do you have any estimate, and it discusses Scientology

matters of one type or another, do you have any estimate of

what that might sell for, such a document, roughly?

MR. FLYNN: Well, that is a different question. What

it would sell for in December 1980 or what he thinks it is

worth. He may think it is worth zero and it might sell

for --

THE COURT: I suppose if you want to ask him what the

fair market value is; what a reasonable seller might sell

and what a reasonable buyer might pay and all those other

 

 

 

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parameters that go with it, neither under any compulsion.

Q BY MR. LITT: Fair market value, if you can make

an estimate as to what its fair market value would have been

in December 1980.

A I think within certain circles, it is a very

small circle of collectors to whom these things have any

value whatsoever, but within the small circle of very

wealthy devotes of Mr. Hubbard, I would say a couple

thousand dollars.

Q Now, the practice with respect to original

archive materials throughout Scientology was that the

original archive materials were considered very valuable; is

that a fair statement?

A Yes.

Q And they were to be kept in a stored, locked

condition?

A By which you mean Del Sol was like that?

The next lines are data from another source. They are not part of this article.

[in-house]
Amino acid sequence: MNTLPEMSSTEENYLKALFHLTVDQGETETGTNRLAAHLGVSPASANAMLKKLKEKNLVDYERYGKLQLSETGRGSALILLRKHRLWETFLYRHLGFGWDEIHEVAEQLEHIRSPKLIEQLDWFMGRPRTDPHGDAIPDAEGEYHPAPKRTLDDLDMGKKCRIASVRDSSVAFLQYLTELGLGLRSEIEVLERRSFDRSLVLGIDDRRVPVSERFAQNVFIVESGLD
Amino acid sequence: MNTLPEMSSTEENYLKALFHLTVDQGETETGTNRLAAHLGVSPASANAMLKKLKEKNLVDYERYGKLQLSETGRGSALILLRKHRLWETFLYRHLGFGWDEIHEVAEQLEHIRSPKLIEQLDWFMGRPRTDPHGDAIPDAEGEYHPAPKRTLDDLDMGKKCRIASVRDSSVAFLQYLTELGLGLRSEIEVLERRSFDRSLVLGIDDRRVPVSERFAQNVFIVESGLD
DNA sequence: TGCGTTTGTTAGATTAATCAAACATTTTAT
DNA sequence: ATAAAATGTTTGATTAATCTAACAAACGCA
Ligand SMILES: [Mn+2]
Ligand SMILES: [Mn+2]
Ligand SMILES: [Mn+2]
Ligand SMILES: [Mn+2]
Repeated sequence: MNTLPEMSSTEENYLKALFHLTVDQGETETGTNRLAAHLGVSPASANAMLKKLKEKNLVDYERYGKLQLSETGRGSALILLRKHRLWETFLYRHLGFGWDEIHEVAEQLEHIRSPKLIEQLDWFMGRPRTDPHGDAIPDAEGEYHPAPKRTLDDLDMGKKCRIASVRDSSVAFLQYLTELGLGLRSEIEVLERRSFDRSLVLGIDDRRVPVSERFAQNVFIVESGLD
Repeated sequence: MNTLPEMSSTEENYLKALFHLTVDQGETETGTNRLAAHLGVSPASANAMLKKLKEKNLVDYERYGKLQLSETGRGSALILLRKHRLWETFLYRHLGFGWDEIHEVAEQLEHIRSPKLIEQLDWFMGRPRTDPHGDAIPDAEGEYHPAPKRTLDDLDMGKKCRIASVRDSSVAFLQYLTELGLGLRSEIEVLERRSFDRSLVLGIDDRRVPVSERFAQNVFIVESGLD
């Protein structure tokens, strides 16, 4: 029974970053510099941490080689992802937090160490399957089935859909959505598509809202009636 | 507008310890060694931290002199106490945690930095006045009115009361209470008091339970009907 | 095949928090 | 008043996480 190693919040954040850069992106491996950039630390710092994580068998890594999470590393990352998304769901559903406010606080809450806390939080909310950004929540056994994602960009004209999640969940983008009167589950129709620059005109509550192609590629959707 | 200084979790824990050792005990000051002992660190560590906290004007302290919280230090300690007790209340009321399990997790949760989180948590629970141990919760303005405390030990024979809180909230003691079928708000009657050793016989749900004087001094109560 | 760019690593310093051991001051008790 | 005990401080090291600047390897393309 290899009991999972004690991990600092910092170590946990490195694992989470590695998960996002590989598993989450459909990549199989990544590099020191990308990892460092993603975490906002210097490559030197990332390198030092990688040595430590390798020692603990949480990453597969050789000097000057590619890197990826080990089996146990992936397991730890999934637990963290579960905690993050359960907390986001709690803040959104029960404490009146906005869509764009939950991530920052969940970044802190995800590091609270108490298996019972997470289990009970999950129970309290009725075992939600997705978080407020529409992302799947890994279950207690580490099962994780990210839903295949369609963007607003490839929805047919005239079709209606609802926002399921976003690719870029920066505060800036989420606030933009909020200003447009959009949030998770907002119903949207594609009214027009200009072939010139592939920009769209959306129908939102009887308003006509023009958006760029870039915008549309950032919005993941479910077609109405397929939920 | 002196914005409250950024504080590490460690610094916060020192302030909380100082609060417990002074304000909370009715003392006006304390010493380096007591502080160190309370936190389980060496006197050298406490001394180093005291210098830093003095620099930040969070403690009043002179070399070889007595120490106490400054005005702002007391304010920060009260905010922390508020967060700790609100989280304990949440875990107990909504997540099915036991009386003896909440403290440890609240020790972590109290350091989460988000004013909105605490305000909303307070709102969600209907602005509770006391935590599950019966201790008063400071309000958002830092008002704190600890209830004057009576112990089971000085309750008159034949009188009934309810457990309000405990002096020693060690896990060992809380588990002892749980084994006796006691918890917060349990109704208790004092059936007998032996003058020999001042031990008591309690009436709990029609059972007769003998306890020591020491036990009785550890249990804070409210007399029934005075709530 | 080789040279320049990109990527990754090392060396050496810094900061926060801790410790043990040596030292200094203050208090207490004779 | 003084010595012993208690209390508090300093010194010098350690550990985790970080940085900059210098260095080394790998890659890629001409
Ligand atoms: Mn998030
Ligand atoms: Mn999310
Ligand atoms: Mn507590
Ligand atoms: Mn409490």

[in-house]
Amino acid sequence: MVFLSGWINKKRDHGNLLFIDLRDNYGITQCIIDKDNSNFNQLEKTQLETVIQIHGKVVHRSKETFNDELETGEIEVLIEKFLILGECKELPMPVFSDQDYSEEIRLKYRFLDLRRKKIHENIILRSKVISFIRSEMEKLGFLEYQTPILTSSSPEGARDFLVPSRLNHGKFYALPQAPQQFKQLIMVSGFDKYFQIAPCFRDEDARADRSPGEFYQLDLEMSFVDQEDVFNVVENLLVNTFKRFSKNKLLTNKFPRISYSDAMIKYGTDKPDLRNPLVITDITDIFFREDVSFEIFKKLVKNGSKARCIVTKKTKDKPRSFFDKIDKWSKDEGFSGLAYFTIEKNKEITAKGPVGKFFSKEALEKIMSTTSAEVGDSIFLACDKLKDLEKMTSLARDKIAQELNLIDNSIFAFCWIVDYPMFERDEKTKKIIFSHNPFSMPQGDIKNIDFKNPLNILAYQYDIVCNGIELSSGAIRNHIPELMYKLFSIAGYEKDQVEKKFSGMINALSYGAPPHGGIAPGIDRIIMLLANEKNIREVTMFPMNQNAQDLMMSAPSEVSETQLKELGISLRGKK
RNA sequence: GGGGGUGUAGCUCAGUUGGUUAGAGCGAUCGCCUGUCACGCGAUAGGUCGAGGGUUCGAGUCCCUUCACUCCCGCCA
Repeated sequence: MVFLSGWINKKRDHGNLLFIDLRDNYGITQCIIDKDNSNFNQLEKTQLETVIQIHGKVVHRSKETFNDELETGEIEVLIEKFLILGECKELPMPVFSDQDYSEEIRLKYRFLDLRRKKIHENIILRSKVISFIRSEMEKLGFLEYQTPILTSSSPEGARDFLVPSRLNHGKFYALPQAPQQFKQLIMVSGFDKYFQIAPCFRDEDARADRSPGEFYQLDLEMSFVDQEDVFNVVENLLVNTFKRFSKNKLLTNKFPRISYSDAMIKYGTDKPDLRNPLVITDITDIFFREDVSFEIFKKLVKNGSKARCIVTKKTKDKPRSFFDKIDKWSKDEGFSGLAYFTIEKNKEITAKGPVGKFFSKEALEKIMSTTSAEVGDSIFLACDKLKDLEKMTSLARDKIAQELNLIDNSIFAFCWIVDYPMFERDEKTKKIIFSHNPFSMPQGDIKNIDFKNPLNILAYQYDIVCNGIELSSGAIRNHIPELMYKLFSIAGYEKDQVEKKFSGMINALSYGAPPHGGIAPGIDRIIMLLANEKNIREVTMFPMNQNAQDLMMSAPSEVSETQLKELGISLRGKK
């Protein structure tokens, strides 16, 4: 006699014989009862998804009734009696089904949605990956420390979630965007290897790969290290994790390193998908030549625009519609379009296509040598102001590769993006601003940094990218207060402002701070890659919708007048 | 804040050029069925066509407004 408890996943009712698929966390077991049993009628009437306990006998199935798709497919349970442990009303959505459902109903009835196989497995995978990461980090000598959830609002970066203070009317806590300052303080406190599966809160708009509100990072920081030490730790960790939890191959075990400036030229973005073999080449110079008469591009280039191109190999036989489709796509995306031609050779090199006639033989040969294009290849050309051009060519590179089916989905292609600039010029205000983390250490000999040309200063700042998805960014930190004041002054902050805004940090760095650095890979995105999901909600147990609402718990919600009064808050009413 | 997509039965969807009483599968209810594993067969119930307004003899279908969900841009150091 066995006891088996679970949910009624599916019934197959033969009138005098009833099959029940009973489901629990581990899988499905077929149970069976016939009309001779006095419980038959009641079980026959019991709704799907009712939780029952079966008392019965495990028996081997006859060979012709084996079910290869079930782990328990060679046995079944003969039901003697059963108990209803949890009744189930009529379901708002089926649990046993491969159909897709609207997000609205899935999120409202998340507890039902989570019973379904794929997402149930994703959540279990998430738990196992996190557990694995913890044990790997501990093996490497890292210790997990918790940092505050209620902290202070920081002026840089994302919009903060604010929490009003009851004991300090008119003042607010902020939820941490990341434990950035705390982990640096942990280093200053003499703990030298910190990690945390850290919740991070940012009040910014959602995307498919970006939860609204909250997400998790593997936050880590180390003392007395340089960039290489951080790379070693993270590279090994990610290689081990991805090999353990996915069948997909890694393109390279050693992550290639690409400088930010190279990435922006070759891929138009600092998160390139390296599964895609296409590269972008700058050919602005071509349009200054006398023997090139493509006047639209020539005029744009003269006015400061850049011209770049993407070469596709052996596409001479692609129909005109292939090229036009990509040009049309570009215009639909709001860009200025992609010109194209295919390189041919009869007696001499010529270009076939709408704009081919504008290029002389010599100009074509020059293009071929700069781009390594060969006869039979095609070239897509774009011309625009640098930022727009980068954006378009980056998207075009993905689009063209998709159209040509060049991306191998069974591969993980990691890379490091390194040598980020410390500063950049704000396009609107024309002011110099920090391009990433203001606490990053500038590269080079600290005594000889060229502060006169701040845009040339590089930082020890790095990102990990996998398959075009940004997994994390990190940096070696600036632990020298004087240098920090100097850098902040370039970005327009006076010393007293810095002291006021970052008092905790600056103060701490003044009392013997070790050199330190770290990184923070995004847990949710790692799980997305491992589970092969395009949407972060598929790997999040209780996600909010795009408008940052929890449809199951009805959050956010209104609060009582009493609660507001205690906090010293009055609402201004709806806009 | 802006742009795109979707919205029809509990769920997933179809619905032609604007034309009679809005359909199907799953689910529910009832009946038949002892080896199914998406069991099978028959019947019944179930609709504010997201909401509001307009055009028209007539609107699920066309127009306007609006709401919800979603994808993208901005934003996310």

Q No, no. I am talking about once things were put

into an archive type of situation.

A Right. This thing had never happened before I

created it. I took the documents out of a very poor

condition and established them in a condition which made

them relatively more safe.

I always treated them that way. I never

destroyed, altered any documents.

Q No, I understand, and have you seen this

document before?

May this be marked plaintiff's next in order?

 

 

 

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Is that 35 or 36.

THE COURT: 35.

MR. FLYNN: What is that, Mr. Litt?

MR. LITT: That is the document entitled "Flag Order

Archives."

Q You have seen that document before; is that

correct?

A Yes.

Q And that is a document speaking to handling of

organizational archives; right?

A Of Dianetics and Scientology.

Q Uh-huh.

A Yes.

Q And this document says that any originals should

only go out for 24 hours; is that correct?

A This document refers to other archives under the

control of the controller. They were not the documents

which I had. I don't believe I ever saw this until you

produced it in a deposition and in any case, it did not

apply to the archives which I had. I did not have

organizational archives.

Q Uh-huh.

A Or Guardian originals as they are called here.

Q But in general, you would agree, wouldn't you,

that this document reflected the approach to original

archive materials concerning Mr. Hubbard or -- well, just

leave the question at that.

A This was generally the approach which I took.

 

 

 

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Q And you were not to remove originals from the

archives; right? You were to keep the originals there;

isn't that correct?

A No one ever said such a thing or implied such a

thing.

They were under my control and when I delivered